What is the liability waiver? Why must we sign this?
There is no age limit for becoming a Cleanup Participant, but all participants must sign a liability waiver. Individuals under the age of 19 must bring a liability waiver that has been signed by a parent or legal guardian to their cleanup. Excerpts from the Great Canadian Shoreline Cleanup.
While the Shoreline Cleanup is a fun and easy way to positively impact our local environment, it is also an outdoor event with some risks involved. The liability waiver is a written agreement between cleanup participants and the Vancouver Aquarium, City of Saskatoon, the Meewasin Valley Authority, affinity Credit Union and all the Stewards of the Richard St. Barbe Baker Afforestation Area that recognizes these risks. By signing this form, the participant acknowledges that they are aware of any risks involved, and agree to not hold the Vancouver Aquarium, City of Saskatoon, the Meewasin Valley Authority, Affinity Credit Union or any of the Stewards of the Richard St. Barbe Baker Afforestation Area responsible should any incident arise as a result of their participation.
As waivers are signed, lanyards with a number attached to it will be handed out to all volunteers. [lanyards while quantities last] Waivers can be requested ahead of time for youth groups to fill out before arriving on site. As Youth group waivers are handed in, then also, youth will be collecting their lanyards with a number attached to it. The numbers are part of the draws for prizes.
” It is with a spirit of reverence that I approach God’s Creation, this beautiful Earth. The ancients believe that the Earth was a sentient being and felt the behavior of mankind upon it. As we have no proof to the contrary, it might be as well for responsible people to accept this point of view and behave accordingly.”~ St. Barbe Baker
For more information:
P4G Saskatoon North Partnership for Growth The P4G consists of the Cities of Saskatoon, Warman, and Martensville, the Town of Osler and the Rural Municipality of Corman Park; planning for areas around the afforestation area and West Swale outside of Saskatoon city limits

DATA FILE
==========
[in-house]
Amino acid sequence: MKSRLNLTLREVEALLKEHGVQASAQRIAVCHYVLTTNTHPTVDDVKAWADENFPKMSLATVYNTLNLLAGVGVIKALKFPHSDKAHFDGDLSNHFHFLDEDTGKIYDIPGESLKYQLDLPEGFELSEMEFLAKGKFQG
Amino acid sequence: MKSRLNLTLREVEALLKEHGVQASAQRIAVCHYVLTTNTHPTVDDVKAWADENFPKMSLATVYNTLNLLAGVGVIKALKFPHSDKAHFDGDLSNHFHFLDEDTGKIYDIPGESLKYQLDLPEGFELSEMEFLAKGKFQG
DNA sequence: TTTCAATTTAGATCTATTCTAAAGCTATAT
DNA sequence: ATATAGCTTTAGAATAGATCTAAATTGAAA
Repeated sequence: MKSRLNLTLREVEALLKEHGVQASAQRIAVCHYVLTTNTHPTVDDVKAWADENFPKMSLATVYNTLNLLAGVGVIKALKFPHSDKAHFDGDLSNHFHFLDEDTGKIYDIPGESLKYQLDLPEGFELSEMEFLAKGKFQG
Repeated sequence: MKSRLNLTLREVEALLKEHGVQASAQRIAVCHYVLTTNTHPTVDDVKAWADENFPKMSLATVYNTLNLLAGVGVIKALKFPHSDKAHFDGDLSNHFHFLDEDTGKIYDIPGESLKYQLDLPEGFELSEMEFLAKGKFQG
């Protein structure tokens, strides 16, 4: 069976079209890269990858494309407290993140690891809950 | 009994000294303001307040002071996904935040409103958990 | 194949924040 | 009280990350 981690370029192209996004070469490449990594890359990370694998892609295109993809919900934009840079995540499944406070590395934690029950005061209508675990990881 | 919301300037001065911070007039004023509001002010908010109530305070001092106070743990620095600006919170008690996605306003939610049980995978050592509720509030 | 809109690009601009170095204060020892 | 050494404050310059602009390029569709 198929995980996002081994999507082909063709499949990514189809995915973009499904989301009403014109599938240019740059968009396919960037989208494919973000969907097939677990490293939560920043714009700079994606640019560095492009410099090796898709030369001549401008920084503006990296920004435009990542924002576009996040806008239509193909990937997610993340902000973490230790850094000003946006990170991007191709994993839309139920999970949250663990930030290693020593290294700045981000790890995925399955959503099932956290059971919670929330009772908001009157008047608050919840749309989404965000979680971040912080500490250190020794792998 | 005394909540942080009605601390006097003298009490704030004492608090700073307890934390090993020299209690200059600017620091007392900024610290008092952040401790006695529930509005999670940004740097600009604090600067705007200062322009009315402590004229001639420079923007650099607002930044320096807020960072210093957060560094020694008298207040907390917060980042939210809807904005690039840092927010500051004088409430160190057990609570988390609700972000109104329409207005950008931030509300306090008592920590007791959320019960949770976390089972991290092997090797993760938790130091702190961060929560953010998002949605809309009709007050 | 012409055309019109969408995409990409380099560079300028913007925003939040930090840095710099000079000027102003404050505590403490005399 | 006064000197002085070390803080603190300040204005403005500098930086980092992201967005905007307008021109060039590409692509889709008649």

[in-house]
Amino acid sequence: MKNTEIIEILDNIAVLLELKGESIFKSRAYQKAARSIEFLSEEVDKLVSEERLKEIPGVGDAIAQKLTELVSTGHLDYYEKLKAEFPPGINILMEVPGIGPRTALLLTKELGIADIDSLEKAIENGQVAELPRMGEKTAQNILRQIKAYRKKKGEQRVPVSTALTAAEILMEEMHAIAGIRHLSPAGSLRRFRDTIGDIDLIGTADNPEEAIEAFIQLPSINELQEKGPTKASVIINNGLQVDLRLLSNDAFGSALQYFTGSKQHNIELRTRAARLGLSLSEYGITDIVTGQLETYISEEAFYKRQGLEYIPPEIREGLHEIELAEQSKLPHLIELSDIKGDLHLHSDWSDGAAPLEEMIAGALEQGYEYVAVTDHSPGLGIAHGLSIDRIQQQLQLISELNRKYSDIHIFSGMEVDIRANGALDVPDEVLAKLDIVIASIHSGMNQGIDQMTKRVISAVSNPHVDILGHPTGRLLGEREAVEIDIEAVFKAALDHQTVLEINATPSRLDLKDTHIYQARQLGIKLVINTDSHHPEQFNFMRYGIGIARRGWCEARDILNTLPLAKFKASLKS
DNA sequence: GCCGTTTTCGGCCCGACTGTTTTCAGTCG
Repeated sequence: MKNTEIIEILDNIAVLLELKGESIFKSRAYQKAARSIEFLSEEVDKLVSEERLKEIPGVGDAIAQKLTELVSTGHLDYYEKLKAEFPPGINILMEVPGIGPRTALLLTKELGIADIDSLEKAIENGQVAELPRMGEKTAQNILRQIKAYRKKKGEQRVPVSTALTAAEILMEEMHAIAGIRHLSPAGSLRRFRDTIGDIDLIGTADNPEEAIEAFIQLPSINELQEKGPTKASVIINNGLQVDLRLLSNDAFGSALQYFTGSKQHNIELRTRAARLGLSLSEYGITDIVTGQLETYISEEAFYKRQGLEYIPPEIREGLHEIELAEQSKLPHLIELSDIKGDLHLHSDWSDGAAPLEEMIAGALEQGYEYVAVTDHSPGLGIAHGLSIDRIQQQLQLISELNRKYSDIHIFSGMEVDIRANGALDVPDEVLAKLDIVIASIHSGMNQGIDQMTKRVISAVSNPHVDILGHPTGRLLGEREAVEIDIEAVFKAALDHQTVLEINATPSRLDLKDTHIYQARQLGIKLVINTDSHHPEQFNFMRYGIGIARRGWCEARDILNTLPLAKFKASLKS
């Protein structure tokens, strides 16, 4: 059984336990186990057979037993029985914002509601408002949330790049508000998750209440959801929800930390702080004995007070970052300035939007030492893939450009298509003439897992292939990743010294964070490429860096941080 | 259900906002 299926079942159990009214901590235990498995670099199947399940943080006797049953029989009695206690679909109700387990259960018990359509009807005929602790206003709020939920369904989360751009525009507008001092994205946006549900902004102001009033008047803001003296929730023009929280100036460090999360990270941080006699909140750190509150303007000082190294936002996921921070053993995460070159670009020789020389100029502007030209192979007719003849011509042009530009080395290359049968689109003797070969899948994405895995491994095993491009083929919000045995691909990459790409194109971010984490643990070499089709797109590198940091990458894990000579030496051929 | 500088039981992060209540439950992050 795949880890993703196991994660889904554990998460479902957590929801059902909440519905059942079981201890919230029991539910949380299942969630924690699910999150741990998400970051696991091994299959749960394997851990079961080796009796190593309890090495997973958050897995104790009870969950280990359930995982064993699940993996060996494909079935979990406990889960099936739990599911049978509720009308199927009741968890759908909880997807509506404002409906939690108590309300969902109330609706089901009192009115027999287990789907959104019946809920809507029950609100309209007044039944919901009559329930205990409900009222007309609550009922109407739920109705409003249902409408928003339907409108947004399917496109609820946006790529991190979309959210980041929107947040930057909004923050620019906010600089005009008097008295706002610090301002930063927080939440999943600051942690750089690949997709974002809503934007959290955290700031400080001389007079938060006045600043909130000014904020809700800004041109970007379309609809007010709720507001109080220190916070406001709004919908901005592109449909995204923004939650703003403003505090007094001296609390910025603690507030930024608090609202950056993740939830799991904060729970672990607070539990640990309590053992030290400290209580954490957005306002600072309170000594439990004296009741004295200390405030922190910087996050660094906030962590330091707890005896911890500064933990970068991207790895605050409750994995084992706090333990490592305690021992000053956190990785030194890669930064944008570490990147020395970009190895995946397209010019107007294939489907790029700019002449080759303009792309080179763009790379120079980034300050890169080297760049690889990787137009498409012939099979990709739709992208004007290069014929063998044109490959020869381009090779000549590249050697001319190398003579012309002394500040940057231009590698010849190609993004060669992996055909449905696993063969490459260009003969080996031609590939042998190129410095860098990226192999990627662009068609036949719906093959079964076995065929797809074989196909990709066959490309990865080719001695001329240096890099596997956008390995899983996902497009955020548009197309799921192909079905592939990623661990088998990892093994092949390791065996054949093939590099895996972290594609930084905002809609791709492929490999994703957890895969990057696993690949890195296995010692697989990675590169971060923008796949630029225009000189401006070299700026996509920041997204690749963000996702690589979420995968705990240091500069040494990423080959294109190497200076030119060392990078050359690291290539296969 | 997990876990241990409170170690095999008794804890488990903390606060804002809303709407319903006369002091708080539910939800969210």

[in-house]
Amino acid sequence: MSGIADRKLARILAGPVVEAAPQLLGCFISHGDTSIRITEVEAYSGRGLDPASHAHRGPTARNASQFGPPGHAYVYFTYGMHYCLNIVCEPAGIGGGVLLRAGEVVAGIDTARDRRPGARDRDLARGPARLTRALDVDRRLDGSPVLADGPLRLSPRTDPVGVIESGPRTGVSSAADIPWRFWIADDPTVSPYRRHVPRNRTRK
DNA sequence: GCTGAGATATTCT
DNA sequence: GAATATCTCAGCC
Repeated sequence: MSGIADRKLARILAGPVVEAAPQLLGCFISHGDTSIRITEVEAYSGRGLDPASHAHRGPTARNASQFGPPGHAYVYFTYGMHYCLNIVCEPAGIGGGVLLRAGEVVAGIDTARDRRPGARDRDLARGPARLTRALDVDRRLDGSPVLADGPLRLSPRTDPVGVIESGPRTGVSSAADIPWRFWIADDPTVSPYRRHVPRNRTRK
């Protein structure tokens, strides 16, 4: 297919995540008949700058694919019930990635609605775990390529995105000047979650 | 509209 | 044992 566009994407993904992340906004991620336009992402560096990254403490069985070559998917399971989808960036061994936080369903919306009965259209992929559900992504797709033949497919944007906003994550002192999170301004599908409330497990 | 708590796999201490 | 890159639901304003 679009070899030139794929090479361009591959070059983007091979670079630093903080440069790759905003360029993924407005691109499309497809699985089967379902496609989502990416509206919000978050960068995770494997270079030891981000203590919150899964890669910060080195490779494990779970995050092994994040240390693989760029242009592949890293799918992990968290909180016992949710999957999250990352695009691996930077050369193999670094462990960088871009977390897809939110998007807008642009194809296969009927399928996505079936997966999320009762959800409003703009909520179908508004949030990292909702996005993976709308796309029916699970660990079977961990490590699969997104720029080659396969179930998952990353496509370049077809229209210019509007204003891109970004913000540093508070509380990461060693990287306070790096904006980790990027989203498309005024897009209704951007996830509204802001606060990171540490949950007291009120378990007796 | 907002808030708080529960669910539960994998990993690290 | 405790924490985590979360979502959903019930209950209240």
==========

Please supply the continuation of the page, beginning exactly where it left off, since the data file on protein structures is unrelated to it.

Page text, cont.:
Richard St. Barbe Baker Afforestation Area is located in Saskatoon, Saskatchewan, Canada north of Cedar Villa Road, within city limits, in the furthest south west area of the city. 52° 06′ 106° 45′
Part SE 23-36-6 – Afforestation Area – 241 Township Road 362-A
Part SE 23-36-6 – SW Off-Leash Recreation Area (Richard St. Barbe Baker Afforestation Area ) – 355 Township Road 362-A
S ½ 22-36-6 Richard St. Barbe Baker Afforestation Area (West of SW OLRA) – 467 Township Road 362-A
NE 21-36-6 “George Genereux” Afforestation Area – 133 Range Road 3063
Wikimapia Map: type in Richard St. Barbe Baker Afforestation Area
Google Maps South West Off Leash area location pin at parking lot
Web page: https://stbarbebaker.wordpress.com
Where is the Richard St. Barbe Baker Afforestation Area? with map
Where is the George Genereux Urban Regional Park (Afforestation Area)? with map
Please help protect / enhance your afforestation areas, please contact the Friends of the Saskatoon Afforestation Areas Inc. (e-mail)
Support the afforestation areas with your donation or membership ($20.00/year). Please donate by paypal using the e-mail friendsafforestation AT gmail.com, or by using e-transfers Please and thank you! Your donation and membership is greatly appreciated. Members e-mail your contact information to be kept up to date!
|Membership : $20.00 CAD – yearly
Membership with donation : $20.00 CAD -monthly
Membership with donation : $50.00 CAD
Membership with donation : $100.00 CAD
What was Richard St. Barbe Baker’s mission, that he imparted to the Watu Wa Miti, the very first forest scouts or forest guides? To protect the native forest, plant ten native trees each year, and take care of trees everywhere.
“We stand in awe and wonder at the beauty of a single tree. Tall and graceful it stands, yet robust and sinewy with spreading arms decked with foliage that changes through the seasons, hour by hour, moment by moment as shadows pass or sunshine dapples the leaves. How much more deeply are we moved as we begin to appreciate the combined operations of the assembly of trees we call a forest.”~Richard St. Barbe Baker
“St. Barbe’s unique capacity to pass on his enthusiasm to others. . . Many foresters all over the world found their vocations as a result of hearing ‘The Man of the Trees’ speak. I certainly did, but his impact has been much wider than that. Through his global lecture tours, St. Barbe has made millions of people aware of the importance of trees and forests to our planet.” Allan Grainger
“The science of forestry arose from the recognition of a universal need. It embodies the spirit of service to mankind in attempting to provide a means of supplying forever a necessity of life and, in addition, ministering to man’s aesthetic tastes and recreational interests. Besides, the spiritual side of human nature needs the refreshing inspiration which comes from trees and woodlands. If a nation saves its trees, the trees will save the nation. And nations as well as tribes may be brought together in this great movement, based on the ideal of beautifying the world by the cultivation of one of God’s loveliest creatures – the tree.” ~ Richard St. Barbe Baker.